Two bills that would encourage student drug testing are moving in the Florida legislature. A bill introduced by Rep. Ed Homan (R-Tampa) would give school boards explicit state approval to require drug tests of all students participating in extracurricular activities. The US Supreme Court has already ruled that school boards may do so, so the measure is largely symbolic, but that hasn't stopped the bill, HB 113, from winning an important committee vote in the House on March 30. A companion measure is awaiting a hearing in the Senate.
In an interview with the Palm Beach Post, Homan said his bill was directed at two constituencies: school districts and student athletes. The bill would relieve school districts' worries about lawsuits, he said. "I'm just saying 'Yes, you can do this,' " Homan said. "I'm trying to lessen the concern of school districts that say it's a good idea, but don't want to go to court over it."
Passing the bill would scare student athletes straight, too, he added. "This bill works on the fear factor," said Homan. "It will discourage serious athletes who want to go to college from doing drugs."
A legislative analysis found only six Florida districts had student drug testing, and cited fear of lawsuits and cost for the relative lack of interest. While Holman's bill encourages districts to resort to drug testing, it explicitly forbids the use of state funds to pay for it. According to the legislative analysis, the tests could run from $15 to $56 per student, a cost the districts would have to bear themselves.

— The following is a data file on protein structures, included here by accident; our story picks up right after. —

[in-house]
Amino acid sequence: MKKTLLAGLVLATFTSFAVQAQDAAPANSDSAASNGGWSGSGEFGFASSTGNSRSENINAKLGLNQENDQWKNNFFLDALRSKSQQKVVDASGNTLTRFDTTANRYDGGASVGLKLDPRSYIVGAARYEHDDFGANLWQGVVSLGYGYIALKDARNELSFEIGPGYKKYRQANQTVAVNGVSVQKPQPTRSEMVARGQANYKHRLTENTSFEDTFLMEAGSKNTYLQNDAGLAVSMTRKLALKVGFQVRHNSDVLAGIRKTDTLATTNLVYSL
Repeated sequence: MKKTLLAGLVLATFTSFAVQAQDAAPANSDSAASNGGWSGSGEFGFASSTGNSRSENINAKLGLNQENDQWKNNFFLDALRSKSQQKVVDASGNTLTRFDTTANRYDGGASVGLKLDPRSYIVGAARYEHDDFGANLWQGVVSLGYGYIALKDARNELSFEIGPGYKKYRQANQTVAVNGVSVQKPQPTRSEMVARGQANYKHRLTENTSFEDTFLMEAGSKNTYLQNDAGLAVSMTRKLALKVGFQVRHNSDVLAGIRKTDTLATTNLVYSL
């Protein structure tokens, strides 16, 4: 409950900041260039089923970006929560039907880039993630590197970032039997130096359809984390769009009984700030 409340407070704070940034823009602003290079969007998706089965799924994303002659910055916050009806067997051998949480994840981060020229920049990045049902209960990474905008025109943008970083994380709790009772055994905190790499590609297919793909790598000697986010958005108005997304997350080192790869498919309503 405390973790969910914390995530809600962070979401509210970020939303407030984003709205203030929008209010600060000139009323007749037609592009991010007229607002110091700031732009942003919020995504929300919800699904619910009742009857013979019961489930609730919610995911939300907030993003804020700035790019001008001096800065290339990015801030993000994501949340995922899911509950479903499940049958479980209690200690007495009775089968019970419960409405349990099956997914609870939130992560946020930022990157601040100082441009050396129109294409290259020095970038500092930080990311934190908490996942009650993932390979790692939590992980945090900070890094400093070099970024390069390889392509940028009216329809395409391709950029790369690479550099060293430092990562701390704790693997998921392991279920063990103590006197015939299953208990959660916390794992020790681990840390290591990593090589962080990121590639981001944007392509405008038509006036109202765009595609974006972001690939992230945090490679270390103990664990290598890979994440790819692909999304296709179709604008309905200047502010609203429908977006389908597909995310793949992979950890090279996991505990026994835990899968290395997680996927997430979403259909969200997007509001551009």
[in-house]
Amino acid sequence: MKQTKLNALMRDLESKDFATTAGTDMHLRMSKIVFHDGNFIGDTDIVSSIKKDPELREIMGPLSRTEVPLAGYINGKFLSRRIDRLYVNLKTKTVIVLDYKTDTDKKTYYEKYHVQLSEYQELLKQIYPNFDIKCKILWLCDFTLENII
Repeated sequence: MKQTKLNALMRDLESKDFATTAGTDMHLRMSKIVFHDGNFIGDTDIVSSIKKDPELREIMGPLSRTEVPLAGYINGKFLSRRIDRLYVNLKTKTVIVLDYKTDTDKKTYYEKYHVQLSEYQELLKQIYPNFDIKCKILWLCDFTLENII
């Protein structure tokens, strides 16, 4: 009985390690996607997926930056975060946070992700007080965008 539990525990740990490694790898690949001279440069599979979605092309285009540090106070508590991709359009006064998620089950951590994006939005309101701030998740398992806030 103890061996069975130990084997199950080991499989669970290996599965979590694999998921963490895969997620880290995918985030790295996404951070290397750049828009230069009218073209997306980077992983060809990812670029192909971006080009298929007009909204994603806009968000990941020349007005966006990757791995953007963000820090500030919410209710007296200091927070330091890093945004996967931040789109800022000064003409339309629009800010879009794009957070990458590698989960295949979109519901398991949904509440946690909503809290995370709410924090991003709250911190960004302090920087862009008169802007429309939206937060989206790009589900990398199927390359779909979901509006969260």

A second bill, HB 861, is more than symbolic. This bill, sponsored by Rep. Marcelo Llorente (R-Miami), attempts to attack steroid use. It would require schools to test 5% of student athletes for performance enhancing drugs annually or lose their membership in the Florida High School Athletics Association. It passed the House education committee on a 5-0 vote on March 22.
Unlike Homan's bill, HB 861 would impose a large cost, estimated at $1.2 million by state legislative analysts, on school districts without allocating funds to pay for it. "School districts would have to provide funding to pay for the test or require students to pay for their own test, as some school districts do for the required medical evaluation," the analysts noted. Steroid testing would run about $110 per test, they reported.
For complete online information about the bills, including legislative analyses, go to http://www.myfloridahouse.com/bills.aspx and enter the bill numbers in the search box.